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2011 October 18 | Activist News
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Daily Archives: October 18, 2011

Wall Street Firms Spy on Protestors In Tax-Funded Center

CounterPunch
Oct. 18, 2011
By PAM MARTENS

Wall Street’s audacity to corrupt knows no bounds and the cooptation of government by the 1 per cent knows no limits.  How else to explain $150 million of taxpayer money going to equip a government facility in lower Manhattan where Wall Street firms, serially charged with corruption, get to sit alongside the New York Police Department and spy on law abiding citizens.

According to newly unearthed documents, the planning for this high tech facility on lower Broadway dates back six years.   In correspondence from   2005 that rests quietly in the Securities and Exchange Commission’s archives, NYPD Commissioner Raymond Kelly promised Edward Forst, a  Goldman Sachs’ Executive Vice President at the time, that the NYPD “is committed to the development and implementation of a comprehensive security plan for Lower Manhattan…One component of the plan will be a centralized coordination center that will provide space for full-time, on site representation from Goldman Sachs and other stakeholders.”


At the time, Goldman Sachs was in the process of extracting concessions from New York City just short of the Mayor’s first born in exchange for constructing its new headquarters building at 200 West Street, adjacent to the World Financial Center and in the general area of where the new World Trade Center complex would be built. According to the 2005 documents,  Goldman’s deal included $1.65 billion in Liberty Bonds, up to $160 million in sales tax abatements for construction materials and tenant furnishings, and the deal-breaker requirement that a security plan that gave it a seat at the NYPD’s Coordination Center would be in place by no later than December 31, 2009.

The surveillance plan became known as the Lower Manhattan Security Initiative and the facility was eventually dubbed the Lower Manhattan Security Coordination Center. It operates round-the-clock.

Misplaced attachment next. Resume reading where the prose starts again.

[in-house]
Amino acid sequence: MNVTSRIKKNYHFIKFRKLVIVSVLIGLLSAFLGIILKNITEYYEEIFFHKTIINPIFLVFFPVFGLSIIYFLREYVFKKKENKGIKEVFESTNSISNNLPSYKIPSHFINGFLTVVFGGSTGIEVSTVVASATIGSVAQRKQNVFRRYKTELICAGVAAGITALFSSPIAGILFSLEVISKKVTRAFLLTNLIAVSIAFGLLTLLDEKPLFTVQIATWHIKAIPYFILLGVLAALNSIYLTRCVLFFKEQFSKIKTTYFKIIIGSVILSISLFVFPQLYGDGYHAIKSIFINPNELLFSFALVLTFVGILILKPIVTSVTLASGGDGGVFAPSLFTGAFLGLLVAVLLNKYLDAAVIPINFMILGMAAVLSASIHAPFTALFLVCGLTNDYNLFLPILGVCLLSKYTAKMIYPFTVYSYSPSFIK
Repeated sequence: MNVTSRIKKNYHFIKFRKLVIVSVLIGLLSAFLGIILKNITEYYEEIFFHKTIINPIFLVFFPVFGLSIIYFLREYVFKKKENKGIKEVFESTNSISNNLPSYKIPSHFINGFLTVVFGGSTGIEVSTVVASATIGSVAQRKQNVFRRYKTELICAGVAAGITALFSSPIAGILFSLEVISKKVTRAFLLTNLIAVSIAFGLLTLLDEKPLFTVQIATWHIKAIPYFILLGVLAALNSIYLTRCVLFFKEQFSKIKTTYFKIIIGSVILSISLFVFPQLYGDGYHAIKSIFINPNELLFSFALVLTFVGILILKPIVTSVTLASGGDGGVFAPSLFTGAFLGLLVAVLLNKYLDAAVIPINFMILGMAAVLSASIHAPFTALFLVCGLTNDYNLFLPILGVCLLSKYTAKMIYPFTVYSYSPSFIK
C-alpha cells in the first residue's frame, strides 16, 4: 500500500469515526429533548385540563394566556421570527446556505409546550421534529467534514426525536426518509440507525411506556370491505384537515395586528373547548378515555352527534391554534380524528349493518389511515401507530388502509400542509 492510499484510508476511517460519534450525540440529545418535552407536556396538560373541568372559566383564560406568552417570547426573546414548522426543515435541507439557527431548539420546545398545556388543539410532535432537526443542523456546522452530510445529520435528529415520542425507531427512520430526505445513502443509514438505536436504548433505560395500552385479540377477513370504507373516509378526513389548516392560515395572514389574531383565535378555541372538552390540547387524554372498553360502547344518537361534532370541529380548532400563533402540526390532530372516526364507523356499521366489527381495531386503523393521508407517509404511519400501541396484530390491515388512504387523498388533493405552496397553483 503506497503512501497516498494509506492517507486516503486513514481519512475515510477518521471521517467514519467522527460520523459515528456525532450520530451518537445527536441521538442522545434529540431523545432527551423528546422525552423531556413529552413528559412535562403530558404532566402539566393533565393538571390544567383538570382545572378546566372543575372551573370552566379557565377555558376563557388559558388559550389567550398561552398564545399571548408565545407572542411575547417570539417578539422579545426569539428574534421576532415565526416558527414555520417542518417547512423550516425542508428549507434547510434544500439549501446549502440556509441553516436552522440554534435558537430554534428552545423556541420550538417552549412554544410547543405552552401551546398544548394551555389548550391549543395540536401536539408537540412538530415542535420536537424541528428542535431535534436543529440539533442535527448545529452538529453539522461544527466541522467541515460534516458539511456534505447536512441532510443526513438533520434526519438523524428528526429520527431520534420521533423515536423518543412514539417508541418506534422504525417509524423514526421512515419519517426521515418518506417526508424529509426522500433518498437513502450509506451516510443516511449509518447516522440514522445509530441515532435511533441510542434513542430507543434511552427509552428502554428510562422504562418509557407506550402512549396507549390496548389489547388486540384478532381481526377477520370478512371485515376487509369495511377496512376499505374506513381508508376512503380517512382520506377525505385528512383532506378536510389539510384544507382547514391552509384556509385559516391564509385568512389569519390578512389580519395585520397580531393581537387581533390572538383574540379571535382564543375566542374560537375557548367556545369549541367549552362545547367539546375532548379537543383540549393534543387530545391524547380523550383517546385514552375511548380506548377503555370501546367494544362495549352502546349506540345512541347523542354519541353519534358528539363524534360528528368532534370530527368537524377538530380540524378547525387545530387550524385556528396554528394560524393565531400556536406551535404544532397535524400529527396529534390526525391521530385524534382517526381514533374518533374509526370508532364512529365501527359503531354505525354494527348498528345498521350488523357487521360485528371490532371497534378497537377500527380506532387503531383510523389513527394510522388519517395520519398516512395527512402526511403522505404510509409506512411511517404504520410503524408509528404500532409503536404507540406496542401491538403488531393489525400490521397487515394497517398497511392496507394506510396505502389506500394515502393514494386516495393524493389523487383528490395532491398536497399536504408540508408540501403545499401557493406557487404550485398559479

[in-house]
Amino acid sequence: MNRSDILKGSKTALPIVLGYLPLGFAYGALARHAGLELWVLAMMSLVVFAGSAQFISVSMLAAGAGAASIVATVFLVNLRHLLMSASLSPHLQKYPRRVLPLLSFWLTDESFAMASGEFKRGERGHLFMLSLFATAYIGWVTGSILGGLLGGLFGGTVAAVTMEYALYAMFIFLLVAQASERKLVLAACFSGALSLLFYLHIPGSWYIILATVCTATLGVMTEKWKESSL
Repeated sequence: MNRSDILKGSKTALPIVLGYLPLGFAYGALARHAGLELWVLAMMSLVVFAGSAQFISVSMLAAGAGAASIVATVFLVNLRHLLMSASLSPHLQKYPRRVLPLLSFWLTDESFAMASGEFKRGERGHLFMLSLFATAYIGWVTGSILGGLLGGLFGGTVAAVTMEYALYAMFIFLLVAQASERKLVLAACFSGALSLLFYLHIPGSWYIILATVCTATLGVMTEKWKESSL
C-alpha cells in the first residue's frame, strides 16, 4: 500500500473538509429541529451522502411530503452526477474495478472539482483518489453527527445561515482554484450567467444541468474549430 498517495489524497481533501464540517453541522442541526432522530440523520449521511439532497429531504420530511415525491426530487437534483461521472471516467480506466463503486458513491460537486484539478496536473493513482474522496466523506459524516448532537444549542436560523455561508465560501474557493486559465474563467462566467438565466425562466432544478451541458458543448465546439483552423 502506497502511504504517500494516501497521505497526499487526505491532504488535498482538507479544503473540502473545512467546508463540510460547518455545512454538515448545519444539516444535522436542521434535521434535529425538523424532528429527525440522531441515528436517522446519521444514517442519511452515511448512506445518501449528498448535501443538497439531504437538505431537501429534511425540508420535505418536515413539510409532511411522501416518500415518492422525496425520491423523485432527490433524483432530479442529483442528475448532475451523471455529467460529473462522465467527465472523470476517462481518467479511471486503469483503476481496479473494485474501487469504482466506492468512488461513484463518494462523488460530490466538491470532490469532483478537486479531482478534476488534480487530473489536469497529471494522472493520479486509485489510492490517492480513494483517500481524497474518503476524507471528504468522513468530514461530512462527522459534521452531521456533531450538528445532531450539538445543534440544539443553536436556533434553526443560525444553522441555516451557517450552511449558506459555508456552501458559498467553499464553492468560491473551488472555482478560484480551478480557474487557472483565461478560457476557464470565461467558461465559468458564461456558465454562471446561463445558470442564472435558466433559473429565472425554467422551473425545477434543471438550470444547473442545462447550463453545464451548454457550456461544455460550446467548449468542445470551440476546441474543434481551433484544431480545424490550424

Under the imprimatur of the largest police department in the United States,  2,000 private spy cameras owned by Wall Street firms, together with approximately 1,000 more owned by the NYPD, are relaying live video feeds of people on the streets in lower Manhattan to the center.  Once at the center, they can be integrated for analysis.  At least 700 cameras scour the midtown area and also relay their live feeds into the downtown center where low-wage NYPD, MTA and Port Authority crime stoppers sit alongside  high-wage personnel from Wall Street firms that are currently under at least 51 Federal and state corruption probes for mortgage securitization fraud and other matters.

In addition to video analytics which can, for example, track a person based on the color of their hat or jacket, insiders say the NYPD either has or is working on face recognition software which could track individuals based on facial features.  The center is also equipped with live feeds from license plate readers.

According to one person who has toured the center, there are three rows of computer workstations, with approximately two-thirds operated by non-NYPD personnel.  The Chief-Leader, the weekly civil service newspaper,  identified some of the outside entities that share the space: Goldman Sachs, Citigroup, the Federal Reserve, the New York Stock Exchange.  Others say most of the major Wall Street firms have an on-site representative.   Two calls and an email to Paul Browne, NYPD Deputy Commissioner of Public Information, seeking the names of the other Wall Street firms at the center were not returned.  An email seeking the same information to City Council Member, Peter Vallone, who chairs the Public Safety Committee, was not returned.